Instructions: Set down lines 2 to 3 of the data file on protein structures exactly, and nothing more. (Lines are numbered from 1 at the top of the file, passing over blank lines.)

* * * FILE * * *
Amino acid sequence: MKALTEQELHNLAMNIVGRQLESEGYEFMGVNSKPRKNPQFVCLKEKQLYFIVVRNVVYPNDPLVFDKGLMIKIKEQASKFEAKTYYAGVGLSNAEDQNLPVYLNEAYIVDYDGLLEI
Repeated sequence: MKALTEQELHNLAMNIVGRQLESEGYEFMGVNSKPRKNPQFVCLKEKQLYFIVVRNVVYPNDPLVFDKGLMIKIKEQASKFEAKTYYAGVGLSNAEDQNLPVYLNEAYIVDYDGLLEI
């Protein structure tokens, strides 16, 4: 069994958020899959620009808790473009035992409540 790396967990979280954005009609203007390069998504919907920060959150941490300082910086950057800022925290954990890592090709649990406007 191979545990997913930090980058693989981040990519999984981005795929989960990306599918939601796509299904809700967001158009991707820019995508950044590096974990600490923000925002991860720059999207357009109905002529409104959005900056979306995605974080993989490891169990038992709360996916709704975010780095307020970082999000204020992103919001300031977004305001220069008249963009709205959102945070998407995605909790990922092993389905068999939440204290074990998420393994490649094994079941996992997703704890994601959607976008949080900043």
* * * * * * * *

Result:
Repeated sequence: MKALTEQELHNLAMNIVGRQLESEGYEFMGVNSKPRKNPQFVCLKEKQLYFIVVRNVVYPNDPLVFDKGLMIKIKEQASKFEAKTYYAGVGLSNAEDQNLPVYLNEAYIVDYDGLLEI
């Protein structure tokens, strides 16, 4: 069994958020899959620009808790473009035992409540 790396967990979280954005009609203007390069998504919907920060959150941490300082910086950057800022925290954990890592090709649990406007 191979545990997913930090980058693989981040990519999984981005795929989960990306599918939601796509299904809700967001158009991707820019995508950044590096974990600490923000925002991860720059999207357009109905002529409104959005900056979306995605974080993989490891169990038992709360996916709704975010780095307020970082999000204020992103919001300031977004305001220069008249963009709205959102945070998407995605909790990922092993389905068999939440204290074990998420393994490649094994079941996992997703704890994601959607976008949080900043």